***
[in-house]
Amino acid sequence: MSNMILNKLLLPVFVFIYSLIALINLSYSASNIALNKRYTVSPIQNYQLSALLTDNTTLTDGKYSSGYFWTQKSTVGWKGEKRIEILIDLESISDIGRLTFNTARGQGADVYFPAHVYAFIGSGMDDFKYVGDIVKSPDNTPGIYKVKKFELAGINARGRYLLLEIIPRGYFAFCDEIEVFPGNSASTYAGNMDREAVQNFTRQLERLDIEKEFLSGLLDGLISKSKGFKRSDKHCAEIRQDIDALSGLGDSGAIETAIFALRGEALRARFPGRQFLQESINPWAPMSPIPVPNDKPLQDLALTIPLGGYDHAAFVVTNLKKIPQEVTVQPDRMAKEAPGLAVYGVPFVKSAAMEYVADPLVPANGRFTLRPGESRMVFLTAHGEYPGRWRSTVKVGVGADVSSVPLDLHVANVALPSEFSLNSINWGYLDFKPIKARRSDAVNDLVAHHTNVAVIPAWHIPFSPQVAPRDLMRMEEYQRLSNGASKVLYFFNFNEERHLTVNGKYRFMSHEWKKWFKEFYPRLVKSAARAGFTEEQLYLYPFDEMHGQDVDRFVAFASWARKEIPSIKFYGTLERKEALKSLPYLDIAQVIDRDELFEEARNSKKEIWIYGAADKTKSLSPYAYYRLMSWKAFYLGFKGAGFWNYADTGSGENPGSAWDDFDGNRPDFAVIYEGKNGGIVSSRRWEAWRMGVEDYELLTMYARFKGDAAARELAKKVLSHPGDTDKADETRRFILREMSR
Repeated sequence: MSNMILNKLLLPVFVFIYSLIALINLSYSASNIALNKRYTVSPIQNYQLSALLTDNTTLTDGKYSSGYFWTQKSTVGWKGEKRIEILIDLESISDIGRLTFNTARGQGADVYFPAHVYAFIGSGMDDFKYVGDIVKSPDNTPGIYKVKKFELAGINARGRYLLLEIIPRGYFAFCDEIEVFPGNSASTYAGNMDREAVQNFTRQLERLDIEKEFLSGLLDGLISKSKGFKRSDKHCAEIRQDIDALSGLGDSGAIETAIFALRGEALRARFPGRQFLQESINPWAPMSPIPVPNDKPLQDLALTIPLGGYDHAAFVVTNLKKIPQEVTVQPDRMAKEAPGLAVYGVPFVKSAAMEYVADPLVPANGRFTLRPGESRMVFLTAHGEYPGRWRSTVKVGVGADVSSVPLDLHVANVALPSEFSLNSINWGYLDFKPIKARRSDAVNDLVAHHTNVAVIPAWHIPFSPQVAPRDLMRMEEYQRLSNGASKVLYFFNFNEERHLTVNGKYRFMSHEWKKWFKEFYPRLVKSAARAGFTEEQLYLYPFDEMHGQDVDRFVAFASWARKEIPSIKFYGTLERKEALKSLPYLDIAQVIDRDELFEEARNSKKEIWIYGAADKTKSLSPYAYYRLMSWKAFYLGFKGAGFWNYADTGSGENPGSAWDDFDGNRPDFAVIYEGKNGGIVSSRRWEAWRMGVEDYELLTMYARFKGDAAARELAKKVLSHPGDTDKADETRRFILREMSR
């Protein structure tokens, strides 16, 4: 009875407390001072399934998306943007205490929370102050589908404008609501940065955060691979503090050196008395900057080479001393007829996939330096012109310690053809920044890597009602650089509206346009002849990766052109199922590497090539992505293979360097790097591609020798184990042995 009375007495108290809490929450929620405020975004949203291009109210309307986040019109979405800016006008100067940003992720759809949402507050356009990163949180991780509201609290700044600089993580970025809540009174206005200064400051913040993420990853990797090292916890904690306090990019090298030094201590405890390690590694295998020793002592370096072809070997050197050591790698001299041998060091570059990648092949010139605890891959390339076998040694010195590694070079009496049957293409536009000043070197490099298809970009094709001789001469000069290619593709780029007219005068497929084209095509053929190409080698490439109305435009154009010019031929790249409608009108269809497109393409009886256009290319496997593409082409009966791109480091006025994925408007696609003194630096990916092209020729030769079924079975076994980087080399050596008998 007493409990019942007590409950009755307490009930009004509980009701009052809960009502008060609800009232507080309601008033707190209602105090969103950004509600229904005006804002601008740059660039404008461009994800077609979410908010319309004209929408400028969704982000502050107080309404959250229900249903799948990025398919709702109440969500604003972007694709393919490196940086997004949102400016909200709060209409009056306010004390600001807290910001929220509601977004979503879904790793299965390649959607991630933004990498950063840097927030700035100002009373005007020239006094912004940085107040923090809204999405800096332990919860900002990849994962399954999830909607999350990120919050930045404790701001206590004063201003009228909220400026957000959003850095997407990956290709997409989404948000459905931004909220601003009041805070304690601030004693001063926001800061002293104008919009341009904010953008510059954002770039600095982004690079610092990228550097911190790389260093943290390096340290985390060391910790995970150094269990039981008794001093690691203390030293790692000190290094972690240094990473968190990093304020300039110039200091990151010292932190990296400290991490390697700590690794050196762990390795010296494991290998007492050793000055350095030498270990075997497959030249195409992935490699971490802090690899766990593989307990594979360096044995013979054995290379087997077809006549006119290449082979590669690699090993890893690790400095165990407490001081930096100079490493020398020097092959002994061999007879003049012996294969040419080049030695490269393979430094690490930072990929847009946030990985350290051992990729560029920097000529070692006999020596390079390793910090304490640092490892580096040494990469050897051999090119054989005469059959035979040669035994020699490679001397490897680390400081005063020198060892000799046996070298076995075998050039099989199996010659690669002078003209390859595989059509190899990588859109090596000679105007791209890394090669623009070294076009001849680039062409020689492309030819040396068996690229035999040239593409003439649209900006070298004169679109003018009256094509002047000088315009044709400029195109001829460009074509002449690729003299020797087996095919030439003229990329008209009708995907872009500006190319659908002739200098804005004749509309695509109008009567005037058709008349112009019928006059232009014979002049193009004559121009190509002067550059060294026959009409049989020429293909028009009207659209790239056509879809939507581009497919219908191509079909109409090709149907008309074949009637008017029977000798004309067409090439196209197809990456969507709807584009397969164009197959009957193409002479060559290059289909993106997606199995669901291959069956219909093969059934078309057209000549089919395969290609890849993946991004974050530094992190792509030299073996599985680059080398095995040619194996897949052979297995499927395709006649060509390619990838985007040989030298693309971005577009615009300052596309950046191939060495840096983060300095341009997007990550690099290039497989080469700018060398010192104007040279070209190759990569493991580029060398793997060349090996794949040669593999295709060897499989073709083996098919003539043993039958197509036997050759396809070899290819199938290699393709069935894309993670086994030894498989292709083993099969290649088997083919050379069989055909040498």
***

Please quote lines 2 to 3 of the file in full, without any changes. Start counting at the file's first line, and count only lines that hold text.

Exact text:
Amino acid sequence: MSNMILNKLLLPVFVFIYSLIALINLSYSASNIALNKRYTVSPIQNYQLSALLTDNTTLTDGKYSSGYFWTQKSTVGWKGEKRIEILIDLESISDIGRLTFNTARGQGADVYFPAHVYAFIGSGMDDFKYVGDIVKSPDNTPGIYKVKKFELAGINARGRYLLLEIIPRGYFAFCDEIEVFPGNSASTYAGNMDREAVQNFTRQLERLDIEKEFLSGLLDGLISKSKGFKRSDKHCAEIRQDIDALSGLGDSGAIETAIFALRGEALRARFPGRQFLQESINPWAPMSPIPVPNDKPLQDLALTIPLGGYDHAAFVVTNLKKIPQEVTVQPDRMAKEAPGLAVYGVPFVKSAAMEYVADPLVPANGRFTLRPGESRMVFLTAHGEYPGRWRSTVKVGVGADVSSVPLDLHVANVALPSEFSLNSINWGYLDFKPIKARRSDAVNDLVAHHTNVAVIPAWHIPFSPQVAPRDLMRMEEYQRLSNGASKVLYFFNFNEERHLTVNGKYRFMSHEWKKWFKEFYPRLVKSAARAGFTEEQLYLYPFDEMHGQDVDRFVAFASWARKEIPSIKFYGTLERKEALKSLPYLDIAQVIDRDELFEEARNSKKEIWIYGAADKTKSLSPYAYYRLMSWKAFYLGFKGAGFWNYADTGSGENPGSAWDDFDGNRPDFAVIYEGKNGGIVSSRRWEAWRMGVEDYELLTMYARFKGDAAARELAKKVLSHPGDTDKADETRRFILREMSR
Repeated sequence: MSNMILNKLLLPVFVFIYSLIALINLSYSASNIALNKRYTVSPIQNYQLSALLTDNTTLTDGKYSSGYFWTQKSTVGWKGEKRIEILIDLESISDIGRLTFNTARGQGADVYFPAHVYAFIGSGMDDFKYVGDIVKSPDNTPGIYKVKKFELAGINARGRYLLLEIIPRGYFAFCDEIEVFPGNSASTYAGNMDREAVQNFTRQLERLDIEKEFLSGLLDGLISKSKGFKRSDKHCAEIRQDIDALSGLGDSGAIETAIFALRGEALRARFPGRQFLQESINPWAPMSPIPVPNDKPLQDLALTIPLGGYDHAAFVVTNLKKIPQEVTVQPDRMAKEAPGLAVYGVPFVKSAAMEYVADPLVPANGRFTLRPGESRMVFLTAHGEYPGRWRSTVKVGVGADVSSVPLDLHVANVALPSEFSLNSINWGYLDFKPIKARRSDAVNDLVAHHTNVAVIPAWHIPFSPQVAPRDLMRMEEYQRLSNGASKVLYFFNFNEERHLTVNGKYRFMSHEWKKWFKEFYPRLVKSAARAGFTEEQLYLYPFDEMHGQDVDRFVAFASWARKEIPSIKFYGTLERKEALKSLPYLDIAQVIDRDELFEEARNSKKEIWIYGAADKTKSLSPYAYYRLMSWKAFYLGFKGAGFWNYADTGSGENPGSAWDDFDGNRPDFAVIYEGKNGGIVSSRRWEAWRMGVEDYELLTMYARFKGDAAARELAKKVLSHPGDTDKADETRRFILREMSR